In the distance, the lights of the city twinkled and the street showed their outlines by the regularity of the gas lamps, which appeared like a Torchlight procession. The only noise on the water was the swishing of the waves against the seawall, or the pool – pull of some belated tug returning to point. Occasionally the crew rested on their oars and drifted with the current, or stopped to scan an object that looks like a boat.

The duties of the patrol are multifarious. Vessels are boarded, and those on board instructed on the necessity of keeping doors locked and look out on property lying about decks. Every rowboat or sailboat is now known by the patrol. They know to whom it belongs and where it ties up. His absence suggests inquiry, and its whereabouts is determined. The route of the patrol is governed by circumstance, but with and every hour the whole beat is twice covered. Preliminarily to the general cruising, vessels which arrived during the day are located and made aware of by duty of keeping a lookout.

An illustration of the carelessness of master of the vessel was given the other night. A light was seen through the open door of a schooner cabin and rather an unreasonable hour. The patrol went alongside and halted the vessel. No one responded for several minutes, and then not until the oars had been used in a knock against the cabin a man came quickly up the companionway rubbing the sleep from his eyes. He was told of the probability of seeds being invited to call upon him, and as a precaution, he closed his cabin. “If all Mariners sleep like that fellow and his crew,” said the officer, “chloroform need not be used.” 

call box 1885 72

Police Call Box
Saturday (16 October 1885) Box 63 was the 1st used
It was located at the corner of Franklin and Charles Streets

History
Based on the following Baltimore got its first Call Box in 1885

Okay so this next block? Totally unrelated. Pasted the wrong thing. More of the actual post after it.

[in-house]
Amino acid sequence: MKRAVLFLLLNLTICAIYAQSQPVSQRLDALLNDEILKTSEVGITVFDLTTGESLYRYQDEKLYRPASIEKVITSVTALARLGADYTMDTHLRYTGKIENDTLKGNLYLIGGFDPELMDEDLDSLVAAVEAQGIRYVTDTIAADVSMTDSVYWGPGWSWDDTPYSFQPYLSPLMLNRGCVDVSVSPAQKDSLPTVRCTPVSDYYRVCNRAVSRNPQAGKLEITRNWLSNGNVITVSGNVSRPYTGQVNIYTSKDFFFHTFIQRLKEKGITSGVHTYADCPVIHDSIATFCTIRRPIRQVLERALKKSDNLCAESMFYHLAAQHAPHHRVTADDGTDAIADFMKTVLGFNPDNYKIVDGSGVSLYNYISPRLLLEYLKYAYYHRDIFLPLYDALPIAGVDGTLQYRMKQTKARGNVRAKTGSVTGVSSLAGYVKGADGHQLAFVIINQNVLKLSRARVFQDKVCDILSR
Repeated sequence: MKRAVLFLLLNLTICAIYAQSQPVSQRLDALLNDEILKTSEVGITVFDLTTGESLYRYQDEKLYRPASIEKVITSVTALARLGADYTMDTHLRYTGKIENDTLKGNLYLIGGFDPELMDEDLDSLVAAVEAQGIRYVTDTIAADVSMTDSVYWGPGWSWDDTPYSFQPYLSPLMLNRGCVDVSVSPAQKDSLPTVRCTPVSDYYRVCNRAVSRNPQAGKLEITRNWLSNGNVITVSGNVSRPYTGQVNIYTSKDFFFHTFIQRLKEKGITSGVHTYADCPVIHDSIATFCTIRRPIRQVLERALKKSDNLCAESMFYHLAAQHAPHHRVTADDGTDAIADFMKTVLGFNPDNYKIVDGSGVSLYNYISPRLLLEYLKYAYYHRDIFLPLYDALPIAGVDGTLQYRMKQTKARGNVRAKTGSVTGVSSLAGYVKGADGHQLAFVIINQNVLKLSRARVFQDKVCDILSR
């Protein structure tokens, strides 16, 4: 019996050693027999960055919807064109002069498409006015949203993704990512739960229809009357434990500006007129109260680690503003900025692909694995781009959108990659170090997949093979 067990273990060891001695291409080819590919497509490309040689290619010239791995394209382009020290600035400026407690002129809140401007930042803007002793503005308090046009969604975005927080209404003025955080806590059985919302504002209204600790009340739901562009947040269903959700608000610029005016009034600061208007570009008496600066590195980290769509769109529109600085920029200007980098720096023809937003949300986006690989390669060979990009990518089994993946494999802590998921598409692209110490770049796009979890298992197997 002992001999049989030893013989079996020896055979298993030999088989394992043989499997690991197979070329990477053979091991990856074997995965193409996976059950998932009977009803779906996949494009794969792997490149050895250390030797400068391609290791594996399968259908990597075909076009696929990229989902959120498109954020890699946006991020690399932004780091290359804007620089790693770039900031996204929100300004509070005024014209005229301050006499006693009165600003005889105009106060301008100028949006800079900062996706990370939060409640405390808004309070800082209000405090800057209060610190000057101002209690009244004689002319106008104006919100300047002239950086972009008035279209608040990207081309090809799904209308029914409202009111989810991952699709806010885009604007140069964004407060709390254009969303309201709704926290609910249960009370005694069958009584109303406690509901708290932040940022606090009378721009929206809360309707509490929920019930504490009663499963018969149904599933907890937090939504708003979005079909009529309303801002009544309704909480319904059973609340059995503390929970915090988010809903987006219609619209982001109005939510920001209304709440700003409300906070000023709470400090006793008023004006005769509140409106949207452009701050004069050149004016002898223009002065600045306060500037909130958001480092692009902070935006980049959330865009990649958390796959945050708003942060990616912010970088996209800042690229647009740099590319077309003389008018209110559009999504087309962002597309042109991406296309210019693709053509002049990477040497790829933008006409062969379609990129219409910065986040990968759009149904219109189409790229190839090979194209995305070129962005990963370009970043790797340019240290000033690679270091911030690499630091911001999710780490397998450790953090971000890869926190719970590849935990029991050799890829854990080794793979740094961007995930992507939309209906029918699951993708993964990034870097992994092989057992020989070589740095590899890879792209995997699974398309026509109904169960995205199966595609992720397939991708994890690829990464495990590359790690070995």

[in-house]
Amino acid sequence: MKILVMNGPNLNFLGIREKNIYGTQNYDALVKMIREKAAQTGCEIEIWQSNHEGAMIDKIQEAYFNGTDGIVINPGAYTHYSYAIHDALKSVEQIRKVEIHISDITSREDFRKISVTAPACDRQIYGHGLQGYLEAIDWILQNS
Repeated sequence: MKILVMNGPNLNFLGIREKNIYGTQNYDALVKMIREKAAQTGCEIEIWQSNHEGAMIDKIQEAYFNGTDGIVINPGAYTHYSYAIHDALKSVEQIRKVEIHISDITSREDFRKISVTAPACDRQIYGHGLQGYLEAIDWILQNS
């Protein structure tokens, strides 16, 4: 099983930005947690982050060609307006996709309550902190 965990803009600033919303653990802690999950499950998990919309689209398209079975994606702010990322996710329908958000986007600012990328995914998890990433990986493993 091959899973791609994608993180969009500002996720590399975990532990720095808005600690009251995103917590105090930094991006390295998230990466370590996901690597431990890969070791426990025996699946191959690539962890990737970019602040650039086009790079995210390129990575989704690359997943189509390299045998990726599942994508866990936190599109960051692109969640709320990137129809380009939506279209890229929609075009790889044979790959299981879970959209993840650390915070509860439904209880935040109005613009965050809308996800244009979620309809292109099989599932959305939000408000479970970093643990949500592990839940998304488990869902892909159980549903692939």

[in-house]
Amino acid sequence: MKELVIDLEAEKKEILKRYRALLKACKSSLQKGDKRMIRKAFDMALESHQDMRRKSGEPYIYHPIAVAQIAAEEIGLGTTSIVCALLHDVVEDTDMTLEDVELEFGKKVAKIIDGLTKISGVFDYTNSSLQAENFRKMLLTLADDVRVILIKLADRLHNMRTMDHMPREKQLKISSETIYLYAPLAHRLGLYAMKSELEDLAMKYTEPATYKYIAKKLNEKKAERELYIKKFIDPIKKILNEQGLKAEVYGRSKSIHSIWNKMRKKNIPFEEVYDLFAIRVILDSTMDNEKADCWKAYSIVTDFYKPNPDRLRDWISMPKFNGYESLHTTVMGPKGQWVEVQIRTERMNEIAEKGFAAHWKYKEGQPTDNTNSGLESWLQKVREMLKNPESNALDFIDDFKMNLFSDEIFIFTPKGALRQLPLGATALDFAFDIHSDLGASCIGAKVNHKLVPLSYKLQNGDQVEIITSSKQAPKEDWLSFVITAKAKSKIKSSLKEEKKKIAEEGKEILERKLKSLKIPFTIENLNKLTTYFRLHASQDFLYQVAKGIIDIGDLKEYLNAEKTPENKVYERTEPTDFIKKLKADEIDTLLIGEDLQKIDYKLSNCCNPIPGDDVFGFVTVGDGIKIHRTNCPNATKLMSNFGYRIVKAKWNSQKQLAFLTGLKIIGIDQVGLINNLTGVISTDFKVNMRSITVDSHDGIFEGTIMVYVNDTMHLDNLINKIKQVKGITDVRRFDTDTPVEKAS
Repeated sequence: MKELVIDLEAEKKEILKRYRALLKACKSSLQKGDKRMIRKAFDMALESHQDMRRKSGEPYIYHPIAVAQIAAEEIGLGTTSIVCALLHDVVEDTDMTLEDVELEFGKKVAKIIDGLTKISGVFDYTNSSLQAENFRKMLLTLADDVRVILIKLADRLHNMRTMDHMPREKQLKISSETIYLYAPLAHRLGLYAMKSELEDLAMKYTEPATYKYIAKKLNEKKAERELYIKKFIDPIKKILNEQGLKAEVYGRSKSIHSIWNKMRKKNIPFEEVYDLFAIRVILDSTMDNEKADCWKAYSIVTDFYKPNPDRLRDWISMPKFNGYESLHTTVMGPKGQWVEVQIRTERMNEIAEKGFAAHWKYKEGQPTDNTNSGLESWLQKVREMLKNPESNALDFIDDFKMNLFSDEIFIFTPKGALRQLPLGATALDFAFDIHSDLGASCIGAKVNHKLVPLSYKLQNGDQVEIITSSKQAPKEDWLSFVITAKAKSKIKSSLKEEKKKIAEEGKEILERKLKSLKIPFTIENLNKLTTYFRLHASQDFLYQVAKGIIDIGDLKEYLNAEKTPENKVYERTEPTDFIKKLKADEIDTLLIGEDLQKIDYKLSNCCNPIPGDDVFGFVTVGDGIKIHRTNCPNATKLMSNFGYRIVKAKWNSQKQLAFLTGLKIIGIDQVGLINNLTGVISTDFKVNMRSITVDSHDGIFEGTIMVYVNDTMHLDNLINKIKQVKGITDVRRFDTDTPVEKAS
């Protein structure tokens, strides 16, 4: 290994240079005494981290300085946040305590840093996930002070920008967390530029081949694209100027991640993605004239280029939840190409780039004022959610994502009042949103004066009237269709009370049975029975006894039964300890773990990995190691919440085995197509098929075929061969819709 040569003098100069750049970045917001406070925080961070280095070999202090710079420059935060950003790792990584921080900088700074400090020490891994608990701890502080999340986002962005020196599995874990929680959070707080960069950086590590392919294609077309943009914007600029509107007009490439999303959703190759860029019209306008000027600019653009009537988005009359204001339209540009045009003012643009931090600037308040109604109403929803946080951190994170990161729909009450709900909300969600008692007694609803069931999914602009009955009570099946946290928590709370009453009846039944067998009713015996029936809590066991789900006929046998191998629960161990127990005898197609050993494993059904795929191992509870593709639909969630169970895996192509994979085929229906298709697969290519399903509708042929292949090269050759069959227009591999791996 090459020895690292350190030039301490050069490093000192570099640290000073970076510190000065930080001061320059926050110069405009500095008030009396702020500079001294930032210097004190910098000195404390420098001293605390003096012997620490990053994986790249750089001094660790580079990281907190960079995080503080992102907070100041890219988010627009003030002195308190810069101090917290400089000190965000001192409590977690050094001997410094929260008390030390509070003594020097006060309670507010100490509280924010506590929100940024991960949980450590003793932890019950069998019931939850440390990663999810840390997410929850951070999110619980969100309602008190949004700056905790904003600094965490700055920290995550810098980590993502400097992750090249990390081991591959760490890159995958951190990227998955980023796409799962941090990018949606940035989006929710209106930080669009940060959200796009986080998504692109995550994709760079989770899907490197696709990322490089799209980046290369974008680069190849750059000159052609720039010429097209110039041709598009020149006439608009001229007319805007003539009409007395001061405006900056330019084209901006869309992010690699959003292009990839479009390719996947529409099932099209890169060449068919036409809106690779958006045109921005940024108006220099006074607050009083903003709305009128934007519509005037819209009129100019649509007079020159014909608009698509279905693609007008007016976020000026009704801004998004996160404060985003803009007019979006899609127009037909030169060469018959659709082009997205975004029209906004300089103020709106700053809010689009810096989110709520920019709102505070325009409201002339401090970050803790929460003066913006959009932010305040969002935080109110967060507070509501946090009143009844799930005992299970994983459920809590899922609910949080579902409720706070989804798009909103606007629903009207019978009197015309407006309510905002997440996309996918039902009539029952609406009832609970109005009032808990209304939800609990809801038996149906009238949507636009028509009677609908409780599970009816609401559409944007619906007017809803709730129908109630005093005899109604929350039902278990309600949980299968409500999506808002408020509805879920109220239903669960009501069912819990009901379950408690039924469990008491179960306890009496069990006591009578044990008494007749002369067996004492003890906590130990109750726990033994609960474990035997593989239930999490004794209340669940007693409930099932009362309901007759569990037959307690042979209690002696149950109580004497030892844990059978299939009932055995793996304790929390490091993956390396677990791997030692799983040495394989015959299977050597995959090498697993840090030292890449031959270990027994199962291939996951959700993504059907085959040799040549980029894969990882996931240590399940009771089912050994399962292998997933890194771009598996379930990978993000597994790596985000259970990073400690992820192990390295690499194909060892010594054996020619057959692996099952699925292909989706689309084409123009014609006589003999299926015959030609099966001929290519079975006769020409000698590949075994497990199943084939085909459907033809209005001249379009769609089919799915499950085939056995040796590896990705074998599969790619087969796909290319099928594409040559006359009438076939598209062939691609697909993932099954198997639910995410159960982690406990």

Baltimore's first patrol wagon went into service on 25 October 1885 and is believed to have made Baltimore only the second city to use patrol wagons in the country behind Chicago. While in the gymnasium of Central's station reading an illustrated magazine Marshal Jacob Frey saw facts on police patrol wagons first being used in Chicago. He brought the idea before the (BOC) Board of Commissioners; they were mildly interested. Frey didn't give up on ideas that he believed in; some weeks later he called the board’s attention to the matter again, they had forgotten about it but promised to look into it. Wagon's and the Police Telegraph Box Systems were the future of policing in Frey's eyes, and after The BOC failed to act, Marshal Frey took matters into its own hands. He sent one of the members of the department to Chicago to see how the "New Fanged" patrols wagons worked. An old record states, "they were charmed." While there, they saw Chicago’s new "Police Telegraph Box" system. (Known now as the Call box). The results of Baltimore's trip was both of these tools were in Baltimore by the fall of 1885. According to Baltimore Sun paper reports, Chicago was the first to use the Police Telegraph System, and Baltimore became the second department in the country to use the system. Baltimore continued using these boxes from 1885 until 1985 when they established a 1-800 number for police to use to call back into the station when radio use was inappropriate. All boxes were finally removed from service by 1987.

An 1894 advertisement for the "Glasgow Style Police Signal Box System", sold by the National Telephone Company. The first police telephone was installed in Albany, New York in 1877, one year after Alexander Graham Bell invented the device. Call boxes for use by both police and members of the public were first installed in Washington, DC in 1883; Chicago and Detroit installed police call boxes in 1884, and in 1885 Boston followed suit. These were direct line telephones placed on a post which could often be accessed by a key or breaking a glass panel. In Chicago, the telephones were restricted to police use, but the boxes also contained a dial mechanism which members of the public could use to signal different types of alarms: there were eleven signals, including "Police Wagon Required", "Thieves", "Forgers", "Murder", "Accident", "Fire" and "Drunkard".

The first public police telephones in Britain were introduced in Glasgow in 1891. These tall, hexagonal, cast-iron boxes were painted red and had large gas lanterns fixed to the roof, as well as a mechanism which enabled the central police station to light the lanterns as signals to police officers in the vicinity to call the station for instructions.